Merging hashes using both symbols and strings as keys

Discussion in 'Ruby' started by shenry, Oct 30, 2009.

  1. shenry

    shenry Guest

    I'm trying to merge to hashes, one using symbols as keys (the defined
    default values for my class) and the other using strings as keys
    (taken from the params hash).

    default = { :name => "Joe", :age => 50 }

    params = { "name" => "Bill" }

    new_hash = default.merge(params)
    >> { :name => "Joe", :age => 50, "name" => "Bill }


    What's the Ruby way to handle this so that it overwrites :name with
    "name"? Do I need to implement a stringify_keys or symbolize_keys
    method like in Rails? I'd like to avoid using strings as the keys in
    my default hash.

    Any help greatly appreciated.

    Stu
    shenry, Oct 30, 2009
    #1
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  2. shenry wrote:
    > I'm trying to merge to hashes, one using symbols as keys (the defined
    > default values for my class) and the other using strings as keys
    > (taken from the params hash).
    >
    > default = { :name => "Joe", :age => 50 }
    >
    > params = { "name" => "Bill" }
    >
    > new_hash = default.merge(params)
    >>> { :name => "Joe", :age => 50, "name" => "Bill }

    >
    > What's the Ruby way to handle this so that it overwrites :name with
    > "name"? Do I need to implement a stringify_keys or symbolize_keys
    > method like in Rails? I'd like to avoid using strings as the keys in
    > my default hash.


    I would think it would be easiest to use something like symbolize_keys.
    Or just lift the whole HashWithIndifferentAccess class from Rails.

    >
    > Any help greatly appreciated.
    >
    > Stu


    Best,
    --
    Marnen Laibow-Koser
    http://www.marnen.org

    --
    Posted via http://www.ruby-forum.com/.
    Marnen Laibow-Koser, Oct 30, 2009
    #2
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  3. shenry

    7stud -- Guest

    shenry wrote:
    > I'd like to avoid using strings as the keys in
    > my default hash.
    >


    h1 = { :name => "Joe", :age => 50 }
    h2 = { "name" => "Bill", :phone => "123-4567"}

    h2.each do |key, val|
    h1[key.to_sym] = val
    end

    p h1

    --output:--
    {:age=>50, :phone=>"123-4567", :name=>"Bill"}

    --
    Posted via http://www.ruby-forum.com/.
    7stud --, Oct 30, 2009
    #3
  4. shenry

    Intransition Guest

    On Oct 30, 12:10=A0pm, shenry <> wrote:
    > I'm trying to merge to hashes, one using symbols as keys (the defined
    > default values for my class) and the other using strings as keys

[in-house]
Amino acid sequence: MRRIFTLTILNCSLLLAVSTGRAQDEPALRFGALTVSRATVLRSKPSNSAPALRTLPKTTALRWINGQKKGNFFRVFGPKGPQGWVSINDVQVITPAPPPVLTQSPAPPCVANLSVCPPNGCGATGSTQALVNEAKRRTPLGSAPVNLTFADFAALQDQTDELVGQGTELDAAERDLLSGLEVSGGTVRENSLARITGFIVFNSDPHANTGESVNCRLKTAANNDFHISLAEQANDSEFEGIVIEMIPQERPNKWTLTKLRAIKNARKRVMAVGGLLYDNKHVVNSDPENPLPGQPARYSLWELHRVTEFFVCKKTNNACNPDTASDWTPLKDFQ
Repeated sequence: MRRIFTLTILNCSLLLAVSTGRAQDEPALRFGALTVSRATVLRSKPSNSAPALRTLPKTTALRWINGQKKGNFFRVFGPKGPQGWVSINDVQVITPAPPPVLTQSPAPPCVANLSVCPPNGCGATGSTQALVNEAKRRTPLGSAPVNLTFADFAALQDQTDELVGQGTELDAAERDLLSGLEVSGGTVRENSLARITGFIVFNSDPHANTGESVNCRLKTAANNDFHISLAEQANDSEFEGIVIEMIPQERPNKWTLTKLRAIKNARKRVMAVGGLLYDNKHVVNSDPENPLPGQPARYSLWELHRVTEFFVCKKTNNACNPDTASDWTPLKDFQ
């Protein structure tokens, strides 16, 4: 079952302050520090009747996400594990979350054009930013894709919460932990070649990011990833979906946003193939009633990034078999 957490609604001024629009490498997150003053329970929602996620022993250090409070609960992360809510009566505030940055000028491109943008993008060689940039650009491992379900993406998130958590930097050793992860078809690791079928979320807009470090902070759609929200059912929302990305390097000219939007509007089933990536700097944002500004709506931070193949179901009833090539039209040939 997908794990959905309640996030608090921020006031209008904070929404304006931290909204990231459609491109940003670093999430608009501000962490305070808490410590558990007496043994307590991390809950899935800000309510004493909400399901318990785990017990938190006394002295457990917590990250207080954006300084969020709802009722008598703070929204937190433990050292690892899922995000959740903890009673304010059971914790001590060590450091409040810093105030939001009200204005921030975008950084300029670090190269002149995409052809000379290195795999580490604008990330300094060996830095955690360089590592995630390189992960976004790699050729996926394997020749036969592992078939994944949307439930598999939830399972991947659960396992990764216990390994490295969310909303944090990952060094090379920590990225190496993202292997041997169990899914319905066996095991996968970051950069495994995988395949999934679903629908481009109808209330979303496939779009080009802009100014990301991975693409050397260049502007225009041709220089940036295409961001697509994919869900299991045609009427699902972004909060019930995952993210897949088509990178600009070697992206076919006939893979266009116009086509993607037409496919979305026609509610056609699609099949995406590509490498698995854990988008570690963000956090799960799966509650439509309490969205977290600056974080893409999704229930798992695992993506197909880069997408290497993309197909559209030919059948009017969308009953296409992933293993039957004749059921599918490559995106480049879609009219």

> (taken from the params hash).
    >
    > default =3D { :name =3D> "Joe", :age =3D> 50 }
    >
    > params =3D { "name" =3D> "Bill" }
    >
    > new_hash =3D default.merge(params)
    >
    > >> { :name =3D> "Joe", :age =3D> 50, "name" =3D> "Bill }

    >
    > What's the Ruby way to handle this so that it overwrites :name with
    > "name"? Do I need to implement a stringify_keys or symbolize_keys
    > method like in Rails? I'd like to avoid using strings as the keys in
    > my default hash.
    >
    > Any help greatly appreciated.


    require 'facets/hash/rekey'

    default.merge(params.rekey)

    rekey takes a block, without a block it is the same as:

    rekey(&:to_sym)
    Intransition, Nov 1, 2009
    #4
  5. 2009/10/30 7stud -- <>:
    > shenry wrote:
    >> I'd like to avoid using strings as the keys in
    >> my default hash.
    >>

    >
    > h1 =3D =A0{ :name =3D> "Joe", :age =3D> 50 }
    > h2 =3D { "name" =3D> "Bill", :phone =3D> "123-4567"}
    >
    > h2.each do |key, val|
    > =A0h1[key.to_sym] =3D val
    > end
    >
    > p h1
    >
    > --output:--
    > {:age=3D>50, :phone=3D>"123-4567", :name=3D>"Bill"}


    Typically you do not want to modify defaults so I'd probably do

    irb(main):001:0> default =3D { :name =3D> "Joe", :age =3D> 50 }.freeze
    =3D> {:name=3D>"Joe", :age=3D>50}
    irb(main):002:0> params =3D { "name" =3D> "Bill" }
    =3D> {"name"=3D>"Bill"}
    irb(main):003:0> new_hash =3D default.dup
    =3D> {:name=3D>"Joe", :age=3D>50}
    irb(main):004:0> params.each {|k,v| new_hash[k.to_sym]=3Dv}
    =3D> {"name"=3D>"Bill"}
    irb(main):005:0> new_hash
    =3D> {:name=3D>"Bill", :age=3D>50}

    If you are allowed to change params you could do

    irb(main):001:0> default =3D { :name =3D> "Joe", :age =3D> 50 }.freeze
    =3D> {:name=3D>"Joe", :age=3D>50}
    irb(main):002:0> params =3D { "name" =3D> "Bill" }
    =3D> {"name"=3D>"Bill"}
    irb(main):003:0> default.each {|k,v| params[k.to_s] ||=3D v}
    =3D> {:name=3D>"Joe", :age=3D>50}
    irb(main):004:0> params
    =3D> {"name"=3D>"Bill", "age"=3D>50}

    Kind regards

    robert


    --=20
    remember.guy do |as, often| as.you_can - without end
    http://blog.rubybestpractices.com/
    Robert Klemme, Nov 2, 2009
    #5
  6. shenry

    Josh Cheek Guest

    [Note: parts of this message were removed to make it a legal post.]

    On Fri, Oct 30, 2009 at 11:10 AM, shenry <> wrote:

    > I'm trying to merge to hashes, one using symbols as keys (the defined
    > default values for my class) and the other using strings as keys
    > (taken from the params hash).
    >
    > default = { :name => "Joe", :age => 50 }
    >
    > params = { "name" => "Bill" }
    >
    > new_hash = default.merge(params)